This State Just Put Felons Who Receive Welfare on Notice.
If you're a felon and want to receive welfare, you better steer clear of Missouri! Missouri state Senator David Sater (R) released a bill aimed to cut down on the amount of time Missouri residents can receive benefits and it has stipulations that must be met in order to receive food stamps or Temporary Assistance for Needy Families (TANF), and violent felons would be excluded from getting any benefits.
Missouri's welfare program currently allows participants to receive benefits for up to 60 months, the bill would cut that down to 24 months. The bill would also require people on TANF to be employed, or actively searching for a job, or be enrolled in a job training program. Senator Sater pointed out that the new provisions in the bill would potentially help decrease the unemployment rates in Missouri. He said, "Our program in Missouri is downright failing. Our work participation rate in this program is only around 17 percent. We are the lowest in the nation. We can certainly do better than that."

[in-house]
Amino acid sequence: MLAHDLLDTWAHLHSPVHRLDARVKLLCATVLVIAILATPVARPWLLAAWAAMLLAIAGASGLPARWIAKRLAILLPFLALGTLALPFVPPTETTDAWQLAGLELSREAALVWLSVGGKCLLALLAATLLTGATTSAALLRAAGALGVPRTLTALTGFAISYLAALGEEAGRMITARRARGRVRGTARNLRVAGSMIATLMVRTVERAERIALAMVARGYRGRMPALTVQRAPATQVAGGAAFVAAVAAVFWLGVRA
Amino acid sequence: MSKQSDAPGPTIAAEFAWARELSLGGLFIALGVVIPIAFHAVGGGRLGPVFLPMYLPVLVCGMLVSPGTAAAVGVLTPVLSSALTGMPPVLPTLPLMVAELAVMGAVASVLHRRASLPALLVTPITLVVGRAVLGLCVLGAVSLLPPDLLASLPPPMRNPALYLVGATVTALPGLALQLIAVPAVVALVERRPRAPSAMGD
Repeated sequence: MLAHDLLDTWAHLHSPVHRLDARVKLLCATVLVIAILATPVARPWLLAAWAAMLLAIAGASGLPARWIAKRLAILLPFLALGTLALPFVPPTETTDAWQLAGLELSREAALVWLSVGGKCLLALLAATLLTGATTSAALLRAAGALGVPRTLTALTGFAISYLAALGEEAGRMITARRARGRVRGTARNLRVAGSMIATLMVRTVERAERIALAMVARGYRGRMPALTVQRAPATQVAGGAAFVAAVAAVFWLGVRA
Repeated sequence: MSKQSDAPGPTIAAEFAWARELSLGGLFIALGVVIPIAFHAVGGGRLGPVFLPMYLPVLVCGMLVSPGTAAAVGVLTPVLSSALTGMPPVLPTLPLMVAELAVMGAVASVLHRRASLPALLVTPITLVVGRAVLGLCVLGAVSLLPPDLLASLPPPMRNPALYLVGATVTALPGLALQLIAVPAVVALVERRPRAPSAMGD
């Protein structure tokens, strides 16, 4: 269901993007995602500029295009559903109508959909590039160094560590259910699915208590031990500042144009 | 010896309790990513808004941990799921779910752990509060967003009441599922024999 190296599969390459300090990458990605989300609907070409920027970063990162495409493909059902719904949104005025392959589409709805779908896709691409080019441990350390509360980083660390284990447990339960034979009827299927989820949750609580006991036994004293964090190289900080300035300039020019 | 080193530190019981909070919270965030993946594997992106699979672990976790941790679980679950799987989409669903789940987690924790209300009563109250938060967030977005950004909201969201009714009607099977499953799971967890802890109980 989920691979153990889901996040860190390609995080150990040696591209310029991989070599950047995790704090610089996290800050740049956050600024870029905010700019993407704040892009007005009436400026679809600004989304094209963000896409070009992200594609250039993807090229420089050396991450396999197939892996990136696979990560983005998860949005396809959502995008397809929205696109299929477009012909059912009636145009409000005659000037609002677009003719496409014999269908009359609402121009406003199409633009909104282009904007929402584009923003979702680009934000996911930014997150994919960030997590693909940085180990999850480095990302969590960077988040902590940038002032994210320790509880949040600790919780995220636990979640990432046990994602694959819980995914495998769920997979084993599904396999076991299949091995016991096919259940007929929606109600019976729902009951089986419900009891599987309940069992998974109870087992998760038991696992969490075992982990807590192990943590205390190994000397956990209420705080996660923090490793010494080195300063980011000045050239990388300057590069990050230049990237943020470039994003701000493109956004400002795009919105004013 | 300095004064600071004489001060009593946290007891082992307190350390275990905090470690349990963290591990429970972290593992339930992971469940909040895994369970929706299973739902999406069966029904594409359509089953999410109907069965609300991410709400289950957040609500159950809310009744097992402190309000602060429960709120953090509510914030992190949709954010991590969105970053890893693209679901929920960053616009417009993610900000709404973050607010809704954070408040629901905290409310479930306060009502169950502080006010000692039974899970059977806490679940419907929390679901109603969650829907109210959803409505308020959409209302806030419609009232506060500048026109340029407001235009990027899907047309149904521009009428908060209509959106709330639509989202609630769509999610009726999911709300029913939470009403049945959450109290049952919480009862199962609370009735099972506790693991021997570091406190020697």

Senator Sater brings up a good point, by requiring recipients to look for work in order to receive benefits or be employed the need for welfare would decrease, and it would no longer be a program that breeds laziness. Logan Pike, a representative of a conservative think tank said, "If TANF recipients aren’t working, they aren’t learning the skills that will get them out of poverty. The 'T' in TANF stands for temporary."
Missouri ACLU director of policy, Sarah K. Rossi, doesn't support the bill because she feels that felons shouldn't be excluded. She says "We know that poverty begets desperation, desperation begets crime and crime begets prison. Cutting them off of resources that keep them from reentering that cycle does not limit recidivism."
While Rossi defends criminals and blames poverty for their decision to commit violent felonies, Senator Sater is trying to help incentivize people to become more self-sufficient law-abiding citizens.